Kuwait is ready to pump more oil into the market to help make up any shortfall in supply caused by Iraq's decision to halt its crude exports, Foreign Minister Sheikh Sabah al-Ahmad al-Sabah said Tuesday.
"Iraq can halt its exports as it wishes. But we have a responsibility towards the world. If OPEC reaches an agreement (to hike output), Kuwait will be a part of it," Sheikh Sabah told reporters in parliament.
"Kuwait is not capable of compensating the shortage, but OPEC (Organisation of Petroleum Exporting Countries) is," said Sheikh Sabah, who is also chairman of Kuwait's highest oil body, the Supreme Petroleum Council (SPC).
Oil Minister Sheikh Saud Nasser al-Sabah said Monday Kuwait saw no need to hike oil production despite the Iraqi decision because the market was already saturated.
But Sheikh Saud did say "Kuwait, Saudi Arabia and the United Arab Emirates are capable of pumping enough crude oil to compensate for any shortage" on the market.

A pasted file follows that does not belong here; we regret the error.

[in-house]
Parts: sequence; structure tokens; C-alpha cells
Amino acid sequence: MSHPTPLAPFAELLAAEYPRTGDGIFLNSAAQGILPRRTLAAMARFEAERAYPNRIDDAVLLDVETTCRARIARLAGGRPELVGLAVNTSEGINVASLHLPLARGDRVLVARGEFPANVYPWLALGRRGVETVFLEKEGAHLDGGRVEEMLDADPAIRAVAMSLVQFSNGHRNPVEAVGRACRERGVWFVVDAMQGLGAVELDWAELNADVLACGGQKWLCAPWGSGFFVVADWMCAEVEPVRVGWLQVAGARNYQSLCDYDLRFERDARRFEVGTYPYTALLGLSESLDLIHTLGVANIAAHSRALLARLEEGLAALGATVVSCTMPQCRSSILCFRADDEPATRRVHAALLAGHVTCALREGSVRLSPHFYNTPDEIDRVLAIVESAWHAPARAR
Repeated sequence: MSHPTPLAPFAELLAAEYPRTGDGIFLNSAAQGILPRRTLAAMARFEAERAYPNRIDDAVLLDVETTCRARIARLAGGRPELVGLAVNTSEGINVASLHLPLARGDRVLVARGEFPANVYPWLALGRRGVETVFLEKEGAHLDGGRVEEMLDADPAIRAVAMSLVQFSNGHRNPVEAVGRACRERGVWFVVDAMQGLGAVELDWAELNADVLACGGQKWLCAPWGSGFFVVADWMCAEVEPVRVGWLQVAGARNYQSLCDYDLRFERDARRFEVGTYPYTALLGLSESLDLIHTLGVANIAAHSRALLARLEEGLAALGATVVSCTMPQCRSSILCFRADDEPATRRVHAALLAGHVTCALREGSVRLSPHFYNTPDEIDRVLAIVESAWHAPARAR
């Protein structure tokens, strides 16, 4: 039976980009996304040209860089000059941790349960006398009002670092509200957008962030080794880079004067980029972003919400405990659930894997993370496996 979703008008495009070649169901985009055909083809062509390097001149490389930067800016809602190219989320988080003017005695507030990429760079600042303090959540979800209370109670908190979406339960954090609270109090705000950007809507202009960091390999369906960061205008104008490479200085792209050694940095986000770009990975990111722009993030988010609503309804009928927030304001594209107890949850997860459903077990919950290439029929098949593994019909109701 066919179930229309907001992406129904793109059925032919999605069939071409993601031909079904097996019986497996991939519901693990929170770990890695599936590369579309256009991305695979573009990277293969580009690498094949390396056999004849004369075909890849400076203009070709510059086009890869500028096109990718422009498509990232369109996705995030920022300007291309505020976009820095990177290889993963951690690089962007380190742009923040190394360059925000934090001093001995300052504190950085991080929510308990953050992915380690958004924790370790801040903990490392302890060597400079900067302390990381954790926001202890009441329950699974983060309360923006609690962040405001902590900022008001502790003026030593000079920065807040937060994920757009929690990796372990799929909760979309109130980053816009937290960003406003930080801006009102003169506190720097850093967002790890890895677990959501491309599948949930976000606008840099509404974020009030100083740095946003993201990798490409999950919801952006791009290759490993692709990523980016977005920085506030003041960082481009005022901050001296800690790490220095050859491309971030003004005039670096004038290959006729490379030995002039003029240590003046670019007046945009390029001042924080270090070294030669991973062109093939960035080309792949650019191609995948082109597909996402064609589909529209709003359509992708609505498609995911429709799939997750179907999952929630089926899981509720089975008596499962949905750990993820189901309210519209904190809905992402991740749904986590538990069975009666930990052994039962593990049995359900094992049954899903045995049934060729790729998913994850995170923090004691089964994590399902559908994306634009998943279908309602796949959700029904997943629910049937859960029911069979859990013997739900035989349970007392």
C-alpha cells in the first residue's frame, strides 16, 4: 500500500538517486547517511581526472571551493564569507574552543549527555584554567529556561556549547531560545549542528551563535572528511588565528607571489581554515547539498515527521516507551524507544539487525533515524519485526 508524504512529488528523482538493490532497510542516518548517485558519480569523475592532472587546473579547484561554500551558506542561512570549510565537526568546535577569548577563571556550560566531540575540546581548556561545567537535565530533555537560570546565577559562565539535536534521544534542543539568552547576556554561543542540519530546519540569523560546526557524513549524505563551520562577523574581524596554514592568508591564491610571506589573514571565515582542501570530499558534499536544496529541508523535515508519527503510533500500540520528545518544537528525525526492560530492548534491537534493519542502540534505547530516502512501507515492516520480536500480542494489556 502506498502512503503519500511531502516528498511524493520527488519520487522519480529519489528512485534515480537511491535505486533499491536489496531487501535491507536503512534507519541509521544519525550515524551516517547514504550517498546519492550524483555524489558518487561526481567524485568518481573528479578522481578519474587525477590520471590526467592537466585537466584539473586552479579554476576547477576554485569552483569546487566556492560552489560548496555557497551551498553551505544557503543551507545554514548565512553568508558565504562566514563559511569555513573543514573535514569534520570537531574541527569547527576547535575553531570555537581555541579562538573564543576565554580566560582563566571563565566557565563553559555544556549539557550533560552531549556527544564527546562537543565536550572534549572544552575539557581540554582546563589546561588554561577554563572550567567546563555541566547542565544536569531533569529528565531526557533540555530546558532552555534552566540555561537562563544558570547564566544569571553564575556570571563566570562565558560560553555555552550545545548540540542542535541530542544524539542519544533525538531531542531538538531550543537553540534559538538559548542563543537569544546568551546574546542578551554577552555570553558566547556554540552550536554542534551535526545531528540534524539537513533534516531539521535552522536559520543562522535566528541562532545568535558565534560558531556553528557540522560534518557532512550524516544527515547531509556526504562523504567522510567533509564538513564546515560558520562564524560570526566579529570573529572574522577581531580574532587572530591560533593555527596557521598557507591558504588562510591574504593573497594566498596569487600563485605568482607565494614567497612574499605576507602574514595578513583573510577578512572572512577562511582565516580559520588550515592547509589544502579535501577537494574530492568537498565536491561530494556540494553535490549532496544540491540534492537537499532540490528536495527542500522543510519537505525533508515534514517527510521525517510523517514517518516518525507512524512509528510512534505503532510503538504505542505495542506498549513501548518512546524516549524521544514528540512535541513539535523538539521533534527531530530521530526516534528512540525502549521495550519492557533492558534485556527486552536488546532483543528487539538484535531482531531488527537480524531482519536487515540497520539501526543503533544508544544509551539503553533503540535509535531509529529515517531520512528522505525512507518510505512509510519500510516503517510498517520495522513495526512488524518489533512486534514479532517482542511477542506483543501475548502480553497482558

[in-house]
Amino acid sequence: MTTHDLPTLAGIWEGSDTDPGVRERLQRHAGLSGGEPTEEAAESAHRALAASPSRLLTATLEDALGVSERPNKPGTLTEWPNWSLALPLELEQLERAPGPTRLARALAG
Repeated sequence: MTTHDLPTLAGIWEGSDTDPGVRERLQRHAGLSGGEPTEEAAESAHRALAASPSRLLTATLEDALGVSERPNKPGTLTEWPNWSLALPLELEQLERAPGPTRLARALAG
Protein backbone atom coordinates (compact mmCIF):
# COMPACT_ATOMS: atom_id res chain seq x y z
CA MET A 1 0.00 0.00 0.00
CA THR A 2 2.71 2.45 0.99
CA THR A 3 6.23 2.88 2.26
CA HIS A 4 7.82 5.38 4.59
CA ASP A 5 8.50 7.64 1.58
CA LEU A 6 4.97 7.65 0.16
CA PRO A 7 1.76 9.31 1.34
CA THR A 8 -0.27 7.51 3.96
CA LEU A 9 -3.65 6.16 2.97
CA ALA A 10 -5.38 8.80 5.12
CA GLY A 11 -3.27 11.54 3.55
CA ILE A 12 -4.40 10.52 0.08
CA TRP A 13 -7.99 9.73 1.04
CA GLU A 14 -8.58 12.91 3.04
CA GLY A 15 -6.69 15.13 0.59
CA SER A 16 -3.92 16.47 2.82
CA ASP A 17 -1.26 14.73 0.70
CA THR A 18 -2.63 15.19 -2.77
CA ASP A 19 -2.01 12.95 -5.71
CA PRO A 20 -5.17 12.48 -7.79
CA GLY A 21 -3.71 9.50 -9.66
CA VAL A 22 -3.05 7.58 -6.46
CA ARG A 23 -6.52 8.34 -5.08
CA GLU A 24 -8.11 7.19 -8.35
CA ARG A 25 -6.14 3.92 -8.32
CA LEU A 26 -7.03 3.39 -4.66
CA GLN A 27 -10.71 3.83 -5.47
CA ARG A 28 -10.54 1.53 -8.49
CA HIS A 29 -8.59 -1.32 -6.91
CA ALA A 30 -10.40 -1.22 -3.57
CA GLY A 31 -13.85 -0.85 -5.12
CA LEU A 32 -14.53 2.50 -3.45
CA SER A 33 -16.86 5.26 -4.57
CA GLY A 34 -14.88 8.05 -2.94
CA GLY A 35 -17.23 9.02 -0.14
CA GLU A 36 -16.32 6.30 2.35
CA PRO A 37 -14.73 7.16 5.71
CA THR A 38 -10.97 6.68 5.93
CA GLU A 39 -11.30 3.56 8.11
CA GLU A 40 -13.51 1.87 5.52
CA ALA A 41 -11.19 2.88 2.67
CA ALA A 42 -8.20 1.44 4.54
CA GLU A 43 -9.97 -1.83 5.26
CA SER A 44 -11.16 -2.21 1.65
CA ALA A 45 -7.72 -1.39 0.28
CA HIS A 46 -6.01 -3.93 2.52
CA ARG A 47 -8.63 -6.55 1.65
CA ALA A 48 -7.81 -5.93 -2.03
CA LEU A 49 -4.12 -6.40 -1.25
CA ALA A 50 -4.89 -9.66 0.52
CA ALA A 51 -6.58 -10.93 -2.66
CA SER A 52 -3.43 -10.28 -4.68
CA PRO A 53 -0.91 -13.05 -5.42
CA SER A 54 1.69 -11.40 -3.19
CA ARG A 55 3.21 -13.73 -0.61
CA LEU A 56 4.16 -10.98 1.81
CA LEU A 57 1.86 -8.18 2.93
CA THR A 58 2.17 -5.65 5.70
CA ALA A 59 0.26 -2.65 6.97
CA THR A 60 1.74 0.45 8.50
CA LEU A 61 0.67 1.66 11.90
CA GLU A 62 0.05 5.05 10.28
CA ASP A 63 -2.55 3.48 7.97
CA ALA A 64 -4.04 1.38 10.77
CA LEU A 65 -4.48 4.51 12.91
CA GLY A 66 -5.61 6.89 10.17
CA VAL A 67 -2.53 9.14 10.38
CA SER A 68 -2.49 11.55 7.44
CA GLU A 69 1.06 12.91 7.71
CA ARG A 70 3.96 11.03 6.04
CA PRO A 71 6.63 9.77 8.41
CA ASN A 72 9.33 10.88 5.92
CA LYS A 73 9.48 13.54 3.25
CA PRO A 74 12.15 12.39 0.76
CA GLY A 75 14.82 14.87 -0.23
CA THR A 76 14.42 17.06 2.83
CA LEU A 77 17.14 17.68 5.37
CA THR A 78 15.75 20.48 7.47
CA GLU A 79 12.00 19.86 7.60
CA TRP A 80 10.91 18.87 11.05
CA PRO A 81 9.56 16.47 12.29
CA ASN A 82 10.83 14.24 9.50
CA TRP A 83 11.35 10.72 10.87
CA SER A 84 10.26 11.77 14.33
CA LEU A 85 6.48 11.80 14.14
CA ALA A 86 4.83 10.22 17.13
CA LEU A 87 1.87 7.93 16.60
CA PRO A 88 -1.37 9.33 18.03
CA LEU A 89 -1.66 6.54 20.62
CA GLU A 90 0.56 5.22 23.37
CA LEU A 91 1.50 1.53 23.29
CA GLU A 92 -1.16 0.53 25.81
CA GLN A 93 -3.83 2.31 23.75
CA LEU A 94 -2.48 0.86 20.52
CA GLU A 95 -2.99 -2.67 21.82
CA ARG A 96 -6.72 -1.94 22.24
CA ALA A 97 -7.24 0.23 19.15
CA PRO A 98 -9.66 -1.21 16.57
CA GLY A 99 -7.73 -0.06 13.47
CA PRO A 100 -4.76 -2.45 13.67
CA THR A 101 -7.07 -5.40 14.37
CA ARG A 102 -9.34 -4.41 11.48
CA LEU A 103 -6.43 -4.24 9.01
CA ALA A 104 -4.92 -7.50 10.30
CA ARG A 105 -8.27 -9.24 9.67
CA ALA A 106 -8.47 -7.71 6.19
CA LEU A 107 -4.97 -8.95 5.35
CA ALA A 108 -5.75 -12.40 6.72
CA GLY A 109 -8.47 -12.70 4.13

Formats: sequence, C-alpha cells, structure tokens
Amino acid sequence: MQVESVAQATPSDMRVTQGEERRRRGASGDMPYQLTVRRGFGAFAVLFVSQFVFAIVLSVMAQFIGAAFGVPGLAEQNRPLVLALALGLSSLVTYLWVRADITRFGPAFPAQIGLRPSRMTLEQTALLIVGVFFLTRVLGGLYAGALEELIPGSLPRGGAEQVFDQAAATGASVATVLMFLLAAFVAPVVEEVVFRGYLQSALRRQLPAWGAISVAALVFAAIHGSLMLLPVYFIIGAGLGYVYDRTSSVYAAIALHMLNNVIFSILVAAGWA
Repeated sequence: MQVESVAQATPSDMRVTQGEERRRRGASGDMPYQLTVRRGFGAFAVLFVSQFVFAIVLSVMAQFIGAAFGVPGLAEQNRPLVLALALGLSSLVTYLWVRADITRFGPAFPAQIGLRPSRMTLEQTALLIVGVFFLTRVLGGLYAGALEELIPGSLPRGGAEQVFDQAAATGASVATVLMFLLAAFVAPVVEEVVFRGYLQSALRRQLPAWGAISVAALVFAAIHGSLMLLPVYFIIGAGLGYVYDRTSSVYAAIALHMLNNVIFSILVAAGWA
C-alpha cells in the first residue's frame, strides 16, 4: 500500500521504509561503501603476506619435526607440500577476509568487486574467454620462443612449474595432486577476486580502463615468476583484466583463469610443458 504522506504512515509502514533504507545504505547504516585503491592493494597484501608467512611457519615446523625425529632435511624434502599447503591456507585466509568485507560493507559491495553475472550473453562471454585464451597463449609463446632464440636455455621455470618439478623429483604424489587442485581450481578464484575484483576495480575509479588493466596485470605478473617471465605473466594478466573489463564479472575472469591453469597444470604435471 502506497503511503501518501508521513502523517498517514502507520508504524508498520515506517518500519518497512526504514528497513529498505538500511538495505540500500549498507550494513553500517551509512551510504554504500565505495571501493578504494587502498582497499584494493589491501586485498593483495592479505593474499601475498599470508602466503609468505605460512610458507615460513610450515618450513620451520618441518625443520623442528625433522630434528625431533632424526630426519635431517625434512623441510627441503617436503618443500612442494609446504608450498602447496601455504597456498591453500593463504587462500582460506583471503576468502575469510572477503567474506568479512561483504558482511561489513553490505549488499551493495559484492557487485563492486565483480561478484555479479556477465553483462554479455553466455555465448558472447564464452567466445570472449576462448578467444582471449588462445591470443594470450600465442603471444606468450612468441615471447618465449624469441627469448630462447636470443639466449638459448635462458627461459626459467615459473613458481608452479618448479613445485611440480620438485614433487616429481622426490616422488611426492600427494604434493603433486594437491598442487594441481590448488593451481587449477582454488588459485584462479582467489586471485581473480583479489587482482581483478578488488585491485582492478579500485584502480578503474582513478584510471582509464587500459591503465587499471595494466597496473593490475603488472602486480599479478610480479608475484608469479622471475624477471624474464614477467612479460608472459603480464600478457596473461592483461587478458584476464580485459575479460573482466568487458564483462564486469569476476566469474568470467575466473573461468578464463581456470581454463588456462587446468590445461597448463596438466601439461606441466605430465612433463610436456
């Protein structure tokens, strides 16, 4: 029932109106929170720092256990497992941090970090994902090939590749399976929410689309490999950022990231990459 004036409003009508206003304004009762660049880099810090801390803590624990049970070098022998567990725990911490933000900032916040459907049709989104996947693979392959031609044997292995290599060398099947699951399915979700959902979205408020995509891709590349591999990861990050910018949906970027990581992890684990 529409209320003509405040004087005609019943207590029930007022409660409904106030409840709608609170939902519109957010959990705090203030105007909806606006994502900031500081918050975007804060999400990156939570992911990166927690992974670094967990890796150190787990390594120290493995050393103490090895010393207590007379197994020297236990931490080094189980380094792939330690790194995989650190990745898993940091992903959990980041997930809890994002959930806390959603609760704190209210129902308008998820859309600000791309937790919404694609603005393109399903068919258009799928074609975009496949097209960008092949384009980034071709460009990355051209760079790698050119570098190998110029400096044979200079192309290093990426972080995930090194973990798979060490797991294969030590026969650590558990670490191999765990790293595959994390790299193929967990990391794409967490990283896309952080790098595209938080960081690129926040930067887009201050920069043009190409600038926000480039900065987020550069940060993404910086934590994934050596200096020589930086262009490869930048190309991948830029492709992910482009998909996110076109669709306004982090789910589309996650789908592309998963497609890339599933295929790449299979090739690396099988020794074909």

Iraq halted crude exports on December 1, effectively taking 2.4 million barrels per day (bpd) off the market, following a pricing row with the United Nations.
Iraqi officials are demanding that buyers for their crude pay a surcharge of 50 US cents per barrel from December, and that the extra money be paid to banks not controlled by the United Nations.
Under the UN-supervised oil-for-food programme initiated in 1996, Iraq is authorised to export crude in return for imports of essential goods, while surplus revenues are held in an escrow BNP-Paribas account in New York.
On Tuesday, Baghdad resumed pumping crude oil to a southern Turkish port but not for export, a spokeswoman for Turkey's state-run oil and gas company BOTAS said.
The current production capacity of Kuwait, which sits on 10 percent of world's reserves, stands at between 2.2 and 2.3 million bpd, but will increase to 2.6 million bpd in the first quarter of next year, Sheikh Saud has said.
Despite the Iraqi move the price of oil moved below 30 dollars a barrel on Tuesday, to levels last seen almost four months ago, as the market began to believe that there will be enough crude available to satisfy demand this winter.—AFP.
©--Agence France Presse.
© 2000 Mena Report (www.menareport.com)